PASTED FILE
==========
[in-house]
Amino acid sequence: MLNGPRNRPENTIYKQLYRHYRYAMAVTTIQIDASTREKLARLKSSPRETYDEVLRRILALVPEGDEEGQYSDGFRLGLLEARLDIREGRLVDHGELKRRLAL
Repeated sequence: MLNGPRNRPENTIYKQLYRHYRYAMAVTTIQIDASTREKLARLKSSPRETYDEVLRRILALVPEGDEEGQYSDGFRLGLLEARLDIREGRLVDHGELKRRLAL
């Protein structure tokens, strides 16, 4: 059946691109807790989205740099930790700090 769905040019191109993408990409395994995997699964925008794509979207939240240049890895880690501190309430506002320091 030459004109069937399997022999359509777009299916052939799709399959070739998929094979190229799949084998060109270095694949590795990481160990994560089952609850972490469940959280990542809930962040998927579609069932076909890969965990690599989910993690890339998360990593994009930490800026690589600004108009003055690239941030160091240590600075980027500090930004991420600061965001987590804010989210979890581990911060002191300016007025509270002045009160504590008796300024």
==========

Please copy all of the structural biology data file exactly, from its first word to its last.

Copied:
[in-house]
Amino acid sequence: MLNGPRNRPENTIYKQLYRHYRYAMAVTTIQIDASTREKLARLKSSPRETYDEVLRRILALVPEGDEEGQYSDGFRLGLLEARLDIREGRLVDHGELKRRLAL
Repeated sequence: MLNGPRNRPENTIYKQLYRHYRYAMAVTTIQIDASTREKLARLKSSPRETYDEVLRRILALVPEGDEEGQYSDGFRLGLLEARLDIREGRLVDHGELKRRLAL
């Protein structure tokens, strides 16, 4: 059946691109807790989205740099930790700090 769905040019191109993408990409395994995997699964925008794509979207939240240049890895880690501190309430506002320091 030459004109069937399997022999359509777009299916052939799709399959070739998929094979190229799949084998060109270095694949590795990481160990994560089952609850972490469940959280990542809930962040998927579609069932076909890969965990690599989910993690890339998360990593994009930490800026690589600004108009003055690239941030160091240590600075980027500090930004991420600061965001987590804010989210979890581990911060002191300016007025509270002045009160504590008796300024």